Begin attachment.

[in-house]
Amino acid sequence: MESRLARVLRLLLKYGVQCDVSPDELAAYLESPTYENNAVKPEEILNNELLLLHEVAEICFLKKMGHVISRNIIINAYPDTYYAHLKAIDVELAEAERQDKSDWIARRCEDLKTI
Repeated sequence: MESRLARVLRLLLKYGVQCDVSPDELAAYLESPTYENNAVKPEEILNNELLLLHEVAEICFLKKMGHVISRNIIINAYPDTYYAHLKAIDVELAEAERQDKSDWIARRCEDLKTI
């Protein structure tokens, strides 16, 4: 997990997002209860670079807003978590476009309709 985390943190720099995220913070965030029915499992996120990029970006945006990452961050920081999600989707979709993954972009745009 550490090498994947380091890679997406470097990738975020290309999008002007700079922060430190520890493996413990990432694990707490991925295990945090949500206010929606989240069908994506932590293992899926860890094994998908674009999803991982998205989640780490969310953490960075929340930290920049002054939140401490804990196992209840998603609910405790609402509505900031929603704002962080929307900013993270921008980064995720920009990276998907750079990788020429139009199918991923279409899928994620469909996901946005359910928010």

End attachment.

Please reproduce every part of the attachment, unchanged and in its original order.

[in-house]
Amino acid sequence: MESRLARVLRLLLKYGVQCDVSPDELAAYLESPTYENNAVKPEEILNNELLLLHEVAEICFLKKMGHVISRNIIINAYPDTYYAHLKAIDVELAEAERQDKSDWIARRCEDLKTI
Repeated sequence: MESRLARVLRLLLKYGVQCDVSPDELAAYLESPTYENNAVKPEEILNNELLLLHEVAEICFLKKMGHVISRNIIINAYPDTYYAHLKAIDVELAEAERQDKSDWIARRCEDLKTI
């Protein structure tokens, strides 16, 4: 997990997002209860670079807003978590476009309709 985390943190720099995220913070965030029915499992996120990029970006945006990452961050920081999600989707979709993954972009745009 550490090498994947380091890679997406470097990738975020290309999008002007700079922060430190520890493996413990990432694990707490991925295990945090949500206010929606989240069908994506932590293992899926860890094994998908674009999803991982998205989640780490969310953490960075929340930290920049002054939140401490804990196992209840998603609910405790609402509505900031929603704002962080929307900013993270921008980064995720920009990276998907750079990788020429139009199918991923279409899928994620469909996901946005359910928010």